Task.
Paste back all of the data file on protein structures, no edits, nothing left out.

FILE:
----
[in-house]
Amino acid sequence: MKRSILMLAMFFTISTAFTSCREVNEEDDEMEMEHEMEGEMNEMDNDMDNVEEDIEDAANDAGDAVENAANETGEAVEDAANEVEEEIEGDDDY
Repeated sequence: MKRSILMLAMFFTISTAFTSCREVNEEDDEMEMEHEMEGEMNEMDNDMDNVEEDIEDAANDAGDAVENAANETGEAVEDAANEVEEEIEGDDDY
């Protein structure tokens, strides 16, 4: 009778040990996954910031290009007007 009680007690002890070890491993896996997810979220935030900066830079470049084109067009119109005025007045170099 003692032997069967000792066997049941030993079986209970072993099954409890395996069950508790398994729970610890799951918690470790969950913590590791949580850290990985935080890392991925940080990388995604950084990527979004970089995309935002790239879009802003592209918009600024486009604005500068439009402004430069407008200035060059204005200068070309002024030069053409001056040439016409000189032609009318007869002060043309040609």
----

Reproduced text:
[in-house]
Amino acid sequence: MKRSILMLAMFFTISTAFTSCREVNEEDDEMEMEHEMEGEMNEMDNDMDNVEEDIEDAANDAGDAVENAANETGEAVEDAANEVEEEIEGDDDY
Repeated sequence: MKRSILMLAMFFTISTAFTSCREVNEEDDEMEMEHEMEGEMNEMDNDMDNVEEDIEDAANDAGDAVENAANETGEAVEDAANEVEEEIEGDDDY
């Protein structure tokens, strides 16, 4: 009778040990996954910031290009007007 009680007690002890070890491993896996997810979220935030900066830079470049084109067009119109005025007045170099 003692032997069967000792066997049941030993079986209970072993099954409890395996069950508790398994729970610890799951918690470790969950913590590791949580850290990985935080890392991925940080990388995604950084990527979004970089995309935002790239879009802003592209918009600024486009604005500068439009402004430069407008200035060059204005200068070309002024030069053409001056040439016409000189032609009318007869002060043309040609």